Abstract: In most societies, a small number of people commit most of the serious crimes and violence. Short-term studies have shown that cognitive behavioral therapy (CBT) can reduce such antisocial behaviors. There are some signs that these behavior changes may be temporary, however, especially from therapy on its own. This is unsettled, however, for there has been little randomized and long-term research on the question. We follow 999 high-risk men in Liberia 10 years after randomization into one of four arms: 8 weeks of a low-cost therapy; a $200 cash grant; both therapy and cash; or a control group. Together, the two interventions cost just $530 to deliver. We find that, a decade later, both therapy alone and therapy with economic assistance produce dramatic reductions in antisocial behaviors. Reported drug-selling and participation in thefts and robberies, for example, fall by about half. These impacts are greatest among the very highest-risk men. The effects of therapy alone, however, are somewhat smaller and more fragile. The effects of therapy plus economic assistance are more sustained and precise. Since the cash did not increase earnings for more than a few months after the grants, we hypothesize that the grant, and those few months of legitimate business activity, reinforced the learning-by-doing and habit formation embodied in CBT. Overall, the results suggest that highly-targeted CBT plus economic assistance could be an inexpensive and effective way to prevent violence, especially when policymakers are searching for alternatives to aggressive policing and incarceration.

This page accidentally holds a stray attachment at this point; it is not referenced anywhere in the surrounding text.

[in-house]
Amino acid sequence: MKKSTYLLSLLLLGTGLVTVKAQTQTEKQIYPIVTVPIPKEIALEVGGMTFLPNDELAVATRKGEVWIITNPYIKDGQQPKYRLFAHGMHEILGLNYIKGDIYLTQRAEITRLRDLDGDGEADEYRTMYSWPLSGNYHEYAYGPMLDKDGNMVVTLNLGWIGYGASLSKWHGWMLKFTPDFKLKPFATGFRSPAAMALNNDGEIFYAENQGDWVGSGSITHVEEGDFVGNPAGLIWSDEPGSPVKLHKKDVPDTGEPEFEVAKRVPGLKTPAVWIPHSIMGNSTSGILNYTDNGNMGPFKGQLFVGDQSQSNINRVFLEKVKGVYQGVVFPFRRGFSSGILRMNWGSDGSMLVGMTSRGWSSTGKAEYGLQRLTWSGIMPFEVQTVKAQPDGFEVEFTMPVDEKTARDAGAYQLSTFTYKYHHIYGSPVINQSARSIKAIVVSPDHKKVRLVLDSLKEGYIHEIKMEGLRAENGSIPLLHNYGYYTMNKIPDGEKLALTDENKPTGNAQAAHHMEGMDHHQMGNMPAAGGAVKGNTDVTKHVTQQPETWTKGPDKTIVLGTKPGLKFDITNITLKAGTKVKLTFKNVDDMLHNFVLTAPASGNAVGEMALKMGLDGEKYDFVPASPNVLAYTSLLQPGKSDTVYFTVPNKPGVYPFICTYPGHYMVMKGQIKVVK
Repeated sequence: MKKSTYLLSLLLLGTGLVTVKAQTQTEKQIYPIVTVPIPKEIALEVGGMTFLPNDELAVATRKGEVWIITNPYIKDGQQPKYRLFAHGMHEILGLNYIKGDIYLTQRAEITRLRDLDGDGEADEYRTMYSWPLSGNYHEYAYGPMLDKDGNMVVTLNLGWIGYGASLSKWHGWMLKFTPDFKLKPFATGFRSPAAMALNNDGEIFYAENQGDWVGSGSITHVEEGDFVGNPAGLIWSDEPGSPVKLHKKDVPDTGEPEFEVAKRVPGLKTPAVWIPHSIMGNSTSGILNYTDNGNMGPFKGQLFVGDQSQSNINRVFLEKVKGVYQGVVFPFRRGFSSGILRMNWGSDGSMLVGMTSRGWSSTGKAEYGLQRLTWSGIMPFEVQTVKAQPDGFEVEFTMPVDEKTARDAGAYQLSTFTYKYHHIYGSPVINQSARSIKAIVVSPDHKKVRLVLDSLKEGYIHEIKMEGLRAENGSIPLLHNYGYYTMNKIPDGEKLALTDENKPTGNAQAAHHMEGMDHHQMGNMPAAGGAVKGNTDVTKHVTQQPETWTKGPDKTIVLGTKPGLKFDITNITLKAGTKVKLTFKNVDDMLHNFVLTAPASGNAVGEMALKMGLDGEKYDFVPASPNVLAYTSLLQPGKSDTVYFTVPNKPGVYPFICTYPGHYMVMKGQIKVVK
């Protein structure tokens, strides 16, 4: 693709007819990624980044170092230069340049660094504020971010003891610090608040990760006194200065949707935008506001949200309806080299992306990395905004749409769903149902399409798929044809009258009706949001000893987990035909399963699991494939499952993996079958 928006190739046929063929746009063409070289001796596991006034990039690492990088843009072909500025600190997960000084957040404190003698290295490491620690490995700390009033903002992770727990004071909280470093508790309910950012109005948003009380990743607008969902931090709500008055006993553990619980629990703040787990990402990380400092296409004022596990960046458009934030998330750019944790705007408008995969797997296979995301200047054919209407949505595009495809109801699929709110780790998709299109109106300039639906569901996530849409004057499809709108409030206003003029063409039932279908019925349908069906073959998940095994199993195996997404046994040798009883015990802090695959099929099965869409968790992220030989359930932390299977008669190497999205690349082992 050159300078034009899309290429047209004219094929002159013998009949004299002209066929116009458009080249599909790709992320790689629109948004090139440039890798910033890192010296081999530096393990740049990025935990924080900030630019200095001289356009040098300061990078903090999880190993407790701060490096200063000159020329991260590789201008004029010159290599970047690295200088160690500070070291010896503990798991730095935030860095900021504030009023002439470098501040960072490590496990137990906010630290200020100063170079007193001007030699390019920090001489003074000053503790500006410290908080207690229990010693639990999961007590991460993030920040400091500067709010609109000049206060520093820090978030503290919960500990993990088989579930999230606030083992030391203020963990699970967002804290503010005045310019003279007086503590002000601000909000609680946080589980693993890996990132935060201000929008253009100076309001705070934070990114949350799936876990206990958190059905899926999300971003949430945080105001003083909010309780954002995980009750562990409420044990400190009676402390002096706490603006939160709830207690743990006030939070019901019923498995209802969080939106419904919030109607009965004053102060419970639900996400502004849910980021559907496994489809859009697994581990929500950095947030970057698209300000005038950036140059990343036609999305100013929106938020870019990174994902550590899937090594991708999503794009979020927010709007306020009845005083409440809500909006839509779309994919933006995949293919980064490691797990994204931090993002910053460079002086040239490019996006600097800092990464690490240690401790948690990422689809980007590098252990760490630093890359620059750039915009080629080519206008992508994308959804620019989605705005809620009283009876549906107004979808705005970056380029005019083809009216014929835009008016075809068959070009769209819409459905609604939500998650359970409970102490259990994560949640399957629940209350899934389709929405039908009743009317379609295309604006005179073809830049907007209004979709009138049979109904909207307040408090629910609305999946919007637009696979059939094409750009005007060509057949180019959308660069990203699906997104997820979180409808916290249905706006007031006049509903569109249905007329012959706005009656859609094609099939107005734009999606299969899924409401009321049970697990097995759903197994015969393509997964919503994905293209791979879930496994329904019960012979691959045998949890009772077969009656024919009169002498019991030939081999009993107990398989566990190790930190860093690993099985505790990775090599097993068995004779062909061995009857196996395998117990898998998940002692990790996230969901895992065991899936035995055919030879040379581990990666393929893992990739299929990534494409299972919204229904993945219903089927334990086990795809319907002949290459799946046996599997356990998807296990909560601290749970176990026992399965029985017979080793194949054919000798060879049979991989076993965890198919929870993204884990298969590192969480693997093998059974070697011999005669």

Keywords: cognitive behavior therapy, cash transfers, crime, violence, mental health, Africa, field experiments
    JEL: K42 O15 O17 D83
    Date: 2022–05–11